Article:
Saturday, December 22, 2007

Coral versus . . . everybody

kw: book reviews, science fiction, space aliens, mysteries

Arthur Clarke said, "A sufficiently advanced technology is indistinguishable from magic." When a writer of SciFi chooses an imagined world having technologies thousands or millions of years beyond our own, it is only the stated intent, and the strong tendency to adhere to consistent rules, that makes the book Science Fiction rather than a Fantasy.

Timothy Zahn has picked a winner in the two books he has placed in a universe with interstellar train transport. An unknown technology from a vanished species' distant past is used to travel between the stars. The trains seem to move at a 100 kph rate, but a trick of morphing space near a cosmic-string "coreline" allows them to traverse a light year each minute, or sometimes faster. I read his SciFi mystery Night Train to Rigel a number of years ago (pre-Blog), in which the premise is laid out. His newest book The Third Lynx develops the theme.

The train system, its hyper-paranoid custodians and their "Spider" allies, plus the danger imposed by a secretive, telepathic coral form the backdrop of these mysteries in which Frank Compton and the part-human part-Spider Bayta seek to thwart the coralline Mohdri's plans.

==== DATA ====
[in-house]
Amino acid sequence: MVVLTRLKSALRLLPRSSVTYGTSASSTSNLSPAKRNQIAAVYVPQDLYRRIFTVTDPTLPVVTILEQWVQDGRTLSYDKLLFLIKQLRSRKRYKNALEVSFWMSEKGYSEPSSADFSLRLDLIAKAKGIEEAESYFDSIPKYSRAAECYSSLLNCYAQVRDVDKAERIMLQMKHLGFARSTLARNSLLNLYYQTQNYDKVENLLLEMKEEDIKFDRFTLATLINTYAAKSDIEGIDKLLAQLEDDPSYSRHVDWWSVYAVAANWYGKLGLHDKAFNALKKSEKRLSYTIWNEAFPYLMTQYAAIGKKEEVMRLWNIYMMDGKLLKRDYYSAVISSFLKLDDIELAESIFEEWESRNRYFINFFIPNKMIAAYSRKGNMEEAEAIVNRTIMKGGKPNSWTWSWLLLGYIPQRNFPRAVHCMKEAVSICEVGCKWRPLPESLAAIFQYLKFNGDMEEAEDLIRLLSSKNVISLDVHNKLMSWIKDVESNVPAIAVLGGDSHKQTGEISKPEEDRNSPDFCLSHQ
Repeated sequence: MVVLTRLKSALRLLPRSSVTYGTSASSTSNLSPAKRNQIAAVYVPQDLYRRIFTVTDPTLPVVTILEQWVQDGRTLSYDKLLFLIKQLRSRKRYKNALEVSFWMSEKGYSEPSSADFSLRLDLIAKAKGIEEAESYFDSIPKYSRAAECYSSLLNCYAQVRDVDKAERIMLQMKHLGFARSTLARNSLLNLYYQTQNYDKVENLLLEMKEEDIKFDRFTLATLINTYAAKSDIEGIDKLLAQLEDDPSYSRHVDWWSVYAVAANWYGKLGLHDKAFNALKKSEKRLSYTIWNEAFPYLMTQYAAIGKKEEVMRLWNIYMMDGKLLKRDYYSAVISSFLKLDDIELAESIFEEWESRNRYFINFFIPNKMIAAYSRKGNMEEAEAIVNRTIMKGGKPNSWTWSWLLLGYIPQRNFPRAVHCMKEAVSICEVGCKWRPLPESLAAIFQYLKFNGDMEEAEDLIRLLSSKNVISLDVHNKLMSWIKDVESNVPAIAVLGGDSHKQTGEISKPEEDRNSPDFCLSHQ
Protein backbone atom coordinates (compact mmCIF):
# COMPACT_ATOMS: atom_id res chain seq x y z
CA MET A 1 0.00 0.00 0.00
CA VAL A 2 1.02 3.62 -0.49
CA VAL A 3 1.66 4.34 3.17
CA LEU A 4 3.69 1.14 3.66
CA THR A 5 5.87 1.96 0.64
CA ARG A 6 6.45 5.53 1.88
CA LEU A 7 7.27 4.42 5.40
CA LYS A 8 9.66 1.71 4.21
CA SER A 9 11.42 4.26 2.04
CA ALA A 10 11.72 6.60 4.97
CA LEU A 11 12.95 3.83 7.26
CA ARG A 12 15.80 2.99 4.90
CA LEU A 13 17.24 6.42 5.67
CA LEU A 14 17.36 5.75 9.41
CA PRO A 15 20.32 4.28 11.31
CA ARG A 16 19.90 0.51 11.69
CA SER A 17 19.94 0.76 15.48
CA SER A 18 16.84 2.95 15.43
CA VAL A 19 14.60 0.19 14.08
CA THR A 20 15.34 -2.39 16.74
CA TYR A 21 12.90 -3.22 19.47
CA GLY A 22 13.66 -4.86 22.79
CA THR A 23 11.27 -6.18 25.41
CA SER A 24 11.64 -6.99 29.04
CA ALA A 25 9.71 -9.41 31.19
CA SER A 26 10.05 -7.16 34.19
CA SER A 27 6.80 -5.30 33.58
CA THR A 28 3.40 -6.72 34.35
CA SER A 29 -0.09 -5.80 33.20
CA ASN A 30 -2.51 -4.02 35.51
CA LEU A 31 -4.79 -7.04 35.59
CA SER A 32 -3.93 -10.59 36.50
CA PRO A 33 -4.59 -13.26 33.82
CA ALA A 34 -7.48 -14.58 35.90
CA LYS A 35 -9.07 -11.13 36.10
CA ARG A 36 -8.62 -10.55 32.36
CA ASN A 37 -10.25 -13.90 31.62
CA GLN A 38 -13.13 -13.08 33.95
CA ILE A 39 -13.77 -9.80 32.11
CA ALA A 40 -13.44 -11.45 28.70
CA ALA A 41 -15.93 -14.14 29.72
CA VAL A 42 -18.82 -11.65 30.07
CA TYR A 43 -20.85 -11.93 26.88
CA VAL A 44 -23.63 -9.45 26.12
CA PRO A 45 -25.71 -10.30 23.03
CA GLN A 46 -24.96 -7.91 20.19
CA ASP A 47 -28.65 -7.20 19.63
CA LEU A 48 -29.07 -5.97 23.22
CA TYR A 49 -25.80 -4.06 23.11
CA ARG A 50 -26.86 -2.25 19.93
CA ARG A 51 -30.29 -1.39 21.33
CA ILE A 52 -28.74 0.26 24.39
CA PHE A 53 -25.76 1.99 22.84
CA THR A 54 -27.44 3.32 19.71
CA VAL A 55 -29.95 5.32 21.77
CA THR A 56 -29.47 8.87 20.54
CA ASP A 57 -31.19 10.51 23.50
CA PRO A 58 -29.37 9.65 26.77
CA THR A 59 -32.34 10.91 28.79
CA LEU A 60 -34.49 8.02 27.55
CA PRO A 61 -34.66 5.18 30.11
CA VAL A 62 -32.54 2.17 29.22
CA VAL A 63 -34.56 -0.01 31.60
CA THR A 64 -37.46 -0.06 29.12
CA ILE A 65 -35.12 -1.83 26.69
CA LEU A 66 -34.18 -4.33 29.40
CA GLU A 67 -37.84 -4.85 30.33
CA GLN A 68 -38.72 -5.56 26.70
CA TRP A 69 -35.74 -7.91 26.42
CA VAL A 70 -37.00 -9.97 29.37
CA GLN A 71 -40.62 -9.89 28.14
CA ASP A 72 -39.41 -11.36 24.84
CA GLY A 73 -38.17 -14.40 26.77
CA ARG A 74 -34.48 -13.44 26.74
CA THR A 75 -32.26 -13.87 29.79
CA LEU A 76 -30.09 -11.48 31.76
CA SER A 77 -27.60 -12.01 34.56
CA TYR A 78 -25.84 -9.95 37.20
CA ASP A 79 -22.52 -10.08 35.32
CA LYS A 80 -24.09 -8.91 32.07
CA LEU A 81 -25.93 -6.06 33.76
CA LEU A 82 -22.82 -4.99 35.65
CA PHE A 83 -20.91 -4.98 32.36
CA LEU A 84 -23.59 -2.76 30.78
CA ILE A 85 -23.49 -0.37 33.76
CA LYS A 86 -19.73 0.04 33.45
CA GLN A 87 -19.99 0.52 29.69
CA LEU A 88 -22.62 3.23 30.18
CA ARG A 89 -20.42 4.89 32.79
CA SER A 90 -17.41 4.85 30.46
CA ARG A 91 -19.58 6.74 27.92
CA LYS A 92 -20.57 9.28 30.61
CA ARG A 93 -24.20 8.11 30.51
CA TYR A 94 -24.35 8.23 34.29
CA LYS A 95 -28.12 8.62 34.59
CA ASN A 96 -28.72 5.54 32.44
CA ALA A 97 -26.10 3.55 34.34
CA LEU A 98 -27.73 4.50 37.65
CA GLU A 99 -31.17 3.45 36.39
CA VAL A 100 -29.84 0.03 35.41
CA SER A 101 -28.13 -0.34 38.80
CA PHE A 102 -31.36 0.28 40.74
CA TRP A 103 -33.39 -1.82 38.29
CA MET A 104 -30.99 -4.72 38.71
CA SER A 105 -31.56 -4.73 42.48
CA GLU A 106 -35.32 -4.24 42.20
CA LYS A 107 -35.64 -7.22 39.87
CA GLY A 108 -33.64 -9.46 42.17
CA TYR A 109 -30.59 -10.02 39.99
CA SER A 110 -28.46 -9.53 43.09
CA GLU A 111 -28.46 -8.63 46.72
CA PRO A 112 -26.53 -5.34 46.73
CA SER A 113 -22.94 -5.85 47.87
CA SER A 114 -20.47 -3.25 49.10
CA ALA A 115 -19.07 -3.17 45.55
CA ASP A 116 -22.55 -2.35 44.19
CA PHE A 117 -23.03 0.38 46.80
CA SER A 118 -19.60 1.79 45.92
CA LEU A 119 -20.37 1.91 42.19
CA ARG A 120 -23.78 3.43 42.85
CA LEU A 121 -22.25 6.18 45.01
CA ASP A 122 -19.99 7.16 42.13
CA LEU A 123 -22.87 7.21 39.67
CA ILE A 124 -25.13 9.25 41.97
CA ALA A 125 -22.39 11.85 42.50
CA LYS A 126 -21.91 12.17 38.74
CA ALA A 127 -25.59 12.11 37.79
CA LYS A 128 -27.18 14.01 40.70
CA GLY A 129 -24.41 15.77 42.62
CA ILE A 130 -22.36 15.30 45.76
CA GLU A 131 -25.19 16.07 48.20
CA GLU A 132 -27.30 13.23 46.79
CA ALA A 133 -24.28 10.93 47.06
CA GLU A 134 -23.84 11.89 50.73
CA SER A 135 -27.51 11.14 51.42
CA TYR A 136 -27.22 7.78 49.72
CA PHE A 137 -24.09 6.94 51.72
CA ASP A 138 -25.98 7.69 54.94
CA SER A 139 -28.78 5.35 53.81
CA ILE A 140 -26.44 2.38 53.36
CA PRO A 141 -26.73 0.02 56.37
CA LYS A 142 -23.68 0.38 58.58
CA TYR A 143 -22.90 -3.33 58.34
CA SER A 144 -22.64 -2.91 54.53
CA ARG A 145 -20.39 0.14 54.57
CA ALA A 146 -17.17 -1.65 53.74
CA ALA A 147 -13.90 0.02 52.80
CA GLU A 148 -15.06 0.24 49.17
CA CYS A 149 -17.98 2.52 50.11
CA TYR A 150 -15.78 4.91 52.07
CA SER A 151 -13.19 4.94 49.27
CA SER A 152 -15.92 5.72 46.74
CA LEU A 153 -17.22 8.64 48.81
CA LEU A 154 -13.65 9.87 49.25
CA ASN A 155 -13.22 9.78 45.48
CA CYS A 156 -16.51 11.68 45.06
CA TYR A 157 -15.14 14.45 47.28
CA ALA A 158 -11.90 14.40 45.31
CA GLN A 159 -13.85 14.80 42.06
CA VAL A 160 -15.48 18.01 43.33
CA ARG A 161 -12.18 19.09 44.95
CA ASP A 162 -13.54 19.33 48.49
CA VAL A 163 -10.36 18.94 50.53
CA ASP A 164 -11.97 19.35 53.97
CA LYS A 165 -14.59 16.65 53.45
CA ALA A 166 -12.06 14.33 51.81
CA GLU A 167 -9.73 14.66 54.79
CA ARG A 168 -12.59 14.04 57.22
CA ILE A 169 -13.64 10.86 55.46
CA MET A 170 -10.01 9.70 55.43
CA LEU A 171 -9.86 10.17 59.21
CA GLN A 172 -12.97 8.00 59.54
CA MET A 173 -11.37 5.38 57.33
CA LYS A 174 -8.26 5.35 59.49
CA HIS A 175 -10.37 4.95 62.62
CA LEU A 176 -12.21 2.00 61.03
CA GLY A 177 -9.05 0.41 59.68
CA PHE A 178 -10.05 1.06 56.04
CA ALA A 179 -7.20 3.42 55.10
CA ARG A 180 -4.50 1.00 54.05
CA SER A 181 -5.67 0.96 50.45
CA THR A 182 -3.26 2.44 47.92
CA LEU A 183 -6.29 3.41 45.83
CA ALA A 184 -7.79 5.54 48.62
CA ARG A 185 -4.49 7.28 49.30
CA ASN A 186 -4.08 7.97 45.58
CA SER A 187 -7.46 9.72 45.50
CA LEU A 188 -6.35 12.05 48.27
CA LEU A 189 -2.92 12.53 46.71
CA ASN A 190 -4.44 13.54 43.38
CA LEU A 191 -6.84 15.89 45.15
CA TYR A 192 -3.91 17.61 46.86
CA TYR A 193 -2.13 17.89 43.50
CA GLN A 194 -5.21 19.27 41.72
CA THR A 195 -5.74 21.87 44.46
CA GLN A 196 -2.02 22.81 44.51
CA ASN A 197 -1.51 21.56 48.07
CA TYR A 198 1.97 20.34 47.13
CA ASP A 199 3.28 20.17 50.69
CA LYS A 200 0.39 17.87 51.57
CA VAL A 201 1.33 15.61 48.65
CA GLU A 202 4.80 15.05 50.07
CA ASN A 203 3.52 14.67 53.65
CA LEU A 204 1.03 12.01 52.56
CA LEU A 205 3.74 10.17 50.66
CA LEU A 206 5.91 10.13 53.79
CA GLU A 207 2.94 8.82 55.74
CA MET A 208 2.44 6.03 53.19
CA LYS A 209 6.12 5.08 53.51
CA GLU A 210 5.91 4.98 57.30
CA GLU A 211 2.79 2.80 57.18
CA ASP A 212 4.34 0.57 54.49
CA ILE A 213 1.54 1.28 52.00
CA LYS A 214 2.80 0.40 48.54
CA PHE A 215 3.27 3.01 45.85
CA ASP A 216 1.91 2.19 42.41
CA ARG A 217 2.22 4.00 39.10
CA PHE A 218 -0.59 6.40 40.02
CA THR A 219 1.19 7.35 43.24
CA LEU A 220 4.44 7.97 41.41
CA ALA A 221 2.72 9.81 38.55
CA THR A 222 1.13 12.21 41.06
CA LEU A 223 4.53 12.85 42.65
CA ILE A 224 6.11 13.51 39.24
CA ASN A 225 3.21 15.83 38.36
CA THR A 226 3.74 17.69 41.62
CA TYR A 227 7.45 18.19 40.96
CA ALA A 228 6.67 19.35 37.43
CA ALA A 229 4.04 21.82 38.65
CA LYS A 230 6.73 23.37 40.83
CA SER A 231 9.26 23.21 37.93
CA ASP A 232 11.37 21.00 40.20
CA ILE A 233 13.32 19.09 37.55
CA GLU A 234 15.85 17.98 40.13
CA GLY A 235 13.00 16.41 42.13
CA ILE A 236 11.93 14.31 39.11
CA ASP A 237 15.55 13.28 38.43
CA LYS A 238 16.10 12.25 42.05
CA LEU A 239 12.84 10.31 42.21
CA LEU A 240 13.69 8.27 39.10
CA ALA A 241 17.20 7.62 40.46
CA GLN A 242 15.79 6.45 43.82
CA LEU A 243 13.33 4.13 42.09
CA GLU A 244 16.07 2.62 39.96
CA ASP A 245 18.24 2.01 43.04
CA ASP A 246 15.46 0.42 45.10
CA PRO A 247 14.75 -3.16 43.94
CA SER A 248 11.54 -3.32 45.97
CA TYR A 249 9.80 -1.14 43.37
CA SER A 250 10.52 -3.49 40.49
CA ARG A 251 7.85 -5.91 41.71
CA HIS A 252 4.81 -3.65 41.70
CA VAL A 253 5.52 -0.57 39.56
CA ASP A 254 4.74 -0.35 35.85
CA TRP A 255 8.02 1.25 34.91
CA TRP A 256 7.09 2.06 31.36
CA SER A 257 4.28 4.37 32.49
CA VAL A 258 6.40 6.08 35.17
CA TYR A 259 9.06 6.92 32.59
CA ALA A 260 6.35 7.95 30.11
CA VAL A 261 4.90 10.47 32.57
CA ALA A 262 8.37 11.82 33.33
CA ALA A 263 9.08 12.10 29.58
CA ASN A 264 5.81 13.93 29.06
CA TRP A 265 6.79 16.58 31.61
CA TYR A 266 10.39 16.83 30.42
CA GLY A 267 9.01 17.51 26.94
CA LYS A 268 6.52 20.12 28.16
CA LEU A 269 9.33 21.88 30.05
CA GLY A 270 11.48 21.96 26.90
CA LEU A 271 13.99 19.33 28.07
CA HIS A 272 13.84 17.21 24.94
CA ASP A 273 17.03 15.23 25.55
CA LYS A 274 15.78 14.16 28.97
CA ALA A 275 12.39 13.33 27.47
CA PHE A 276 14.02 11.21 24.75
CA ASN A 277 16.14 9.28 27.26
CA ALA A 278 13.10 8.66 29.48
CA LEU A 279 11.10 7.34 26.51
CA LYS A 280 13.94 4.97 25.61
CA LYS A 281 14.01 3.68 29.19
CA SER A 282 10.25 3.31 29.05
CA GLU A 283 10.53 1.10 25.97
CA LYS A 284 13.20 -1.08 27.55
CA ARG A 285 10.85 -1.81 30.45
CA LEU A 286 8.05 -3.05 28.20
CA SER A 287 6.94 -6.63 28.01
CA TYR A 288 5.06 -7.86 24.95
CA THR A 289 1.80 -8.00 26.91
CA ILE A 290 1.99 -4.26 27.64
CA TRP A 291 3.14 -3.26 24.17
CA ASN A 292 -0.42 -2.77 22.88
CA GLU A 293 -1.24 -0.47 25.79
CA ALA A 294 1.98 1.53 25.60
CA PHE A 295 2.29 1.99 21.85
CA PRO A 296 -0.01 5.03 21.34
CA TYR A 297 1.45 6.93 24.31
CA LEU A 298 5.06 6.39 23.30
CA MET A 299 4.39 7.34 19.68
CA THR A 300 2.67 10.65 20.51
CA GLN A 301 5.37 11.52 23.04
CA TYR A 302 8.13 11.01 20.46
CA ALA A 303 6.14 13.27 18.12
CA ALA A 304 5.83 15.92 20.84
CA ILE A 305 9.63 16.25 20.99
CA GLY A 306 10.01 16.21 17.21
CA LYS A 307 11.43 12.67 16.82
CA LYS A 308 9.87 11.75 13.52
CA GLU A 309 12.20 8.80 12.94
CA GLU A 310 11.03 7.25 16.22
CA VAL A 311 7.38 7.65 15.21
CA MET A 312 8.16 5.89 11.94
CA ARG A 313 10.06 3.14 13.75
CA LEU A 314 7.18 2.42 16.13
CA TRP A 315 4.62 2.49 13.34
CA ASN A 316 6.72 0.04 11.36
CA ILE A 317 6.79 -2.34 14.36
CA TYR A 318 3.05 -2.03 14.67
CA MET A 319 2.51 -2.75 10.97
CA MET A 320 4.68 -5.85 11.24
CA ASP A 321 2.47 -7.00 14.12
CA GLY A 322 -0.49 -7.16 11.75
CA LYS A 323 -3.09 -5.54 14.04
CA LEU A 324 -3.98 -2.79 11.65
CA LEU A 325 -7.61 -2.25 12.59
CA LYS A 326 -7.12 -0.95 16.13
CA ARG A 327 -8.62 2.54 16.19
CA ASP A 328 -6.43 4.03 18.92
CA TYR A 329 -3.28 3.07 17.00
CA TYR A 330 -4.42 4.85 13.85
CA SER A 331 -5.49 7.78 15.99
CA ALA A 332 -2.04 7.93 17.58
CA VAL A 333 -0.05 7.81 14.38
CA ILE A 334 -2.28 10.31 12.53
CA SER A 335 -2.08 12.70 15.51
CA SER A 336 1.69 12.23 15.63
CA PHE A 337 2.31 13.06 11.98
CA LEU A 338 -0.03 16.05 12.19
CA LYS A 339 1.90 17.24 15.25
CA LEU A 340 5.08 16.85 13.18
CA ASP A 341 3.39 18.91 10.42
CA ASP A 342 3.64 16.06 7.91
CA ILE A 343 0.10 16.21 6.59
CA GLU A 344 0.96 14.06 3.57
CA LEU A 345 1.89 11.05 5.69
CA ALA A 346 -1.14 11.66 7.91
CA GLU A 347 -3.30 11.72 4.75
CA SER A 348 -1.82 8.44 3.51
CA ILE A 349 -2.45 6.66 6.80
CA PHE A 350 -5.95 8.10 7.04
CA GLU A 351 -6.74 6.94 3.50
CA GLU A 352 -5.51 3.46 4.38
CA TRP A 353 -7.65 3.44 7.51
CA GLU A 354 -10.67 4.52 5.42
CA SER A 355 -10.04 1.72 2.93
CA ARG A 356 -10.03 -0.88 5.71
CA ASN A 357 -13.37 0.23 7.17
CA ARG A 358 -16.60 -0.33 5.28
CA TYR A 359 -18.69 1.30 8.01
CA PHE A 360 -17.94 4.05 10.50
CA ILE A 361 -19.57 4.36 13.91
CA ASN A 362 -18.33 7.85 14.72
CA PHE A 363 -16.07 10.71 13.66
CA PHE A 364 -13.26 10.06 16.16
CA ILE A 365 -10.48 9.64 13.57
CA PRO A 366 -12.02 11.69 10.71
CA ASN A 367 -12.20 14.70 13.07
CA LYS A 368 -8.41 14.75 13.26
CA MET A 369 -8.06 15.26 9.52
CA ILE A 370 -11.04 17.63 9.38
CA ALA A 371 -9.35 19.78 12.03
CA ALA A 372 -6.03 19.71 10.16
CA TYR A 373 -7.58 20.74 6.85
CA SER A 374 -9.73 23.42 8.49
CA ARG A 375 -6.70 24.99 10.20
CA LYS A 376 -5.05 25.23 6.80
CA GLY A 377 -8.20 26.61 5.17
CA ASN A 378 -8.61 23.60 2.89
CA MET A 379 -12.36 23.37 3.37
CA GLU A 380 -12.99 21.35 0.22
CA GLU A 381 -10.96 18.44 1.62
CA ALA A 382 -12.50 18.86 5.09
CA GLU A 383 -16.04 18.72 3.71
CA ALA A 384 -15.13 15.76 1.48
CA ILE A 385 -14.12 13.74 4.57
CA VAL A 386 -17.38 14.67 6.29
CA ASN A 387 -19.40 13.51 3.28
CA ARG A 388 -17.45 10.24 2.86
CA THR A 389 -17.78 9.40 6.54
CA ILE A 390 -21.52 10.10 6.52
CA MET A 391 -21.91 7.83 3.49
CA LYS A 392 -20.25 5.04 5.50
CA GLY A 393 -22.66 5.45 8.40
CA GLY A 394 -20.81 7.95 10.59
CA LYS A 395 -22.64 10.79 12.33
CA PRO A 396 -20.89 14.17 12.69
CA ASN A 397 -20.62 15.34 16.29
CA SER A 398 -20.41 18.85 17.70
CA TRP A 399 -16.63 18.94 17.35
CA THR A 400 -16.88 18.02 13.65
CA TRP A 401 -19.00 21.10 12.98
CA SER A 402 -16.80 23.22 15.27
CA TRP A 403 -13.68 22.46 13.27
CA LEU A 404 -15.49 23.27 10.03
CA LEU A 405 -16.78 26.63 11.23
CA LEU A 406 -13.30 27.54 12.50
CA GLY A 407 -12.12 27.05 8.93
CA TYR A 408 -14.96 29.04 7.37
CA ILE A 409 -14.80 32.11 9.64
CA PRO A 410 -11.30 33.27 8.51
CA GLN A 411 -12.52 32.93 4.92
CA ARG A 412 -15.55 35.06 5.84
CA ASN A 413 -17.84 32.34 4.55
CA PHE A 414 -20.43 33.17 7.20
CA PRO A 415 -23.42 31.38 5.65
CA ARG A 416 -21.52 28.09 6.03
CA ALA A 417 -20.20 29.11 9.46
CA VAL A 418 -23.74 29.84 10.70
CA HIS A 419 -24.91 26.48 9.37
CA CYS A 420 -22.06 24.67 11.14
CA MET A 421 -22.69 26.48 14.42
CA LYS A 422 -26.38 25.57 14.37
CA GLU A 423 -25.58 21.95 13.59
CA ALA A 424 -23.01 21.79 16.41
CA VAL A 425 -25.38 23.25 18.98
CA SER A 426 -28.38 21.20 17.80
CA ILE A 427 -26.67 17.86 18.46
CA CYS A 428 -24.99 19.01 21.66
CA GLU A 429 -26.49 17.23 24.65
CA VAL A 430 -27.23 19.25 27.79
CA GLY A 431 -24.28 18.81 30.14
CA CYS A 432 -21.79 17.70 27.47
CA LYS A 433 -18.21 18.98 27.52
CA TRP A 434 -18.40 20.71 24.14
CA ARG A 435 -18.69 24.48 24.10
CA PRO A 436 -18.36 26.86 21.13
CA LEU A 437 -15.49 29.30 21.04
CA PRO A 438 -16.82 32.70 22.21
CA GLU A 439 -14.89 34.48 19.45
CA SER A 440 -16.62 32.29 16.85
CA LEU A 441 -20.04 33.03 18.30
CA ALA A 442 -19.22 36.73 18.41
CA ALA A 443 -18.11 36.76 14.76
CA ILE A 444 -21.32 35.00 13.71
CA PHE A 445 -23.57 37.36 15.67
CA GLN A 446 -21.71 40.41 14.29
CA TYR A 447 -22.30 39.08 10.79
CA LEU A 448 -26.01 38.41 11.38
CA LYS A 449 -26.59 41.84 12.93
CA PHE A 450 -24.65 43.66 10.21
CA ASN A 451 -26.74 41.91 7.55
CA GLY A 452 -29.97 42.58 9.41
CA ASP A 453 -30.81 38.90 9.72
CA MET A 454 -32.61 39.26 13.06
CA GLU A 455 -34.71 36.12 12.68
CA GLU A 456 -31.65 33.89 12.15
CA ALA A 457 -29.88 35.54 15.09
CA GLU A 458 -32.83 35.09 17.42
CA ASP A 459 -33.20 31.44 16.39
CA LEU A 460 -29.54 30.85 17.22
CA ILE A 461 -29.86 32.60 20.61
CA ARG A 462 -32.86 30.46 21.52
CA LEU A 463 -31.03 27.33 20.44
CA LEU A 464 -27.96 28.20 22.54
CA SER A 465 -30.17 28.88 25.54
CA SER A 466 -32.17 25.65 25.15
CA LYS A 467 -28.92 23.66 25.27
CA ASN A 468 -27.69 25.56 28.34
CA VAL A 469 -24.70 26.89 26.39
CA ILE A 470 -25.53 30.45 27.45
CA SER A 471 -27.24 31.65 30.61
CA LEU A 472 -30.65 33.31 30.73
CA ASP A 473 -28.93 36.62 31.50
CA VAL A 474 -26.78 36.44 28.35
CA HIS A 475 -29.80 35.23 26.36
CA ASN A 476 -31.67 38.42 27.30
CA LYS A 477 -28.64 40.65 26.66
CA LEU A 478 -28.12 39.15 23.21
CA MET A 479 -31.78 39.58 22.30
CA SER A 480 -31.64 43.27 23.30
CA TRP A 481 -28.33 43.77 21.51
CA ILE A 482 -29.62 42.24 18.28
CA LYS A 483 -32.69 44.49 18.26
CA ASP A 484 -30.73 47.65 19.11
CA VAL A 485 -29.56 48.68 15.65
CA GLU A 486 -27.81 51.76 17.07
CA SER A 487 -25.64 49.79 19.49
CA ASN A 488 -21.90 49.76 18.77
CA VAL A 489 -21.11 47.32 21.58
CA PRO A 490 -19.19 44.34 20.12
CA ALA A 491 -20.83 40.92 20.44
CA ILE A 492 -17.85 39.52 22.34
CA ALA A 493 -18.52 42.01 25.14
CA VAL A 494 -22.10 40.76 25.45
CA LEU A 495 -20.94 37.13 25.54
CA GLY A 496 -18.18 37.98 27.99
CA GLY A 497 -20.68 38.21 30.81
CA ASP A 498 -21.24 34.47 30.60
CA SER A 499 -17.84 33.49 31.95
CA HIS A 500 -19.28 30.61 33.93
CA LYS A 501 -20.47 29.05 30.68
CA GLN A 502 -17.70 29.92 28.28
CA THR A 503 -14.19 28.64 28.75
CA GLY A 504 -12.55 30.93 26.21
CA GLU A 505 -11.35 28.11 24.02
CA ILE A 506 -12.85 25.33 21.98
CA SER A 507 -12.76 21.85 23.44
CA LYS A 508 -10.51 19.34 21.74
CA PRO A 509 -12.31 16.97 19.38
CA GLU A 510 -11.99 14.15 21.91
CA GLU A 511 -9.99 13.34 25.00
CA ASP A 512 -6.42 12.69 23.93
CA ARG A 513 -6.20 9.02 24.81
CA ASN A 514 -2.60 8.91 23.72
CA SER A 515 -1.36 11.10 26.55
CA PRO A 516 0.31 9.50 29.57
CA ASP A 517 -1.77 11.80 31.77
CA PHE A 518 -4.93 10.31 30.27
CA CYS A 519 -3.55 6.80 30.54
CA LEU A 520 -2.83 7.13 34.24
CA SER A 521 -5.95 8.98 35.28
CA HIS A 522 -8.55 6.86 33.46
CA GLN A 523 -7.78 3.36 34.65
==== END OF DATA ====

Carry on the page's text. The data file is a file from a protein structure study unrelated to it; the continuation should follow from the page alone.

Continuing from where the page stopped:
Twelve species now share the use of the Quadrail trains (plus a thirteenth, the custodians and the spiders combined), making a major chunk of the Galaxy resemble Europe. For a fee, including the cost of shuttle and torch ship transport between Quadrail stations and planetary surfaces, one may travel a few hundred light years overnight.

I found it interesting to speculate on the origin of the species names. The hulking Halkas—think a bipedal 120kg bulldog—and the bellicose Bellidos from Bellico—they look like chipmunks but carry four sidearms each—seem obvious. The Seejlis and Tra'ho'seej are less so. But that's OK. Zahn himself may know, and may not.

The human/alien drama aside, the core idea in this novel is a 3-section weapon that is quite innocuous when disassembled, but once the three parts are together, it packs almost nuclear levels of firepower into a rifle-sized package. The titular Lynx is one part of such a package.

I sometimes try to outline or diagram a plot line. Not here. There are enough plot twists and unexpected turns to fill three books by an ordinary writer; Zahn is way beyond ordinary!

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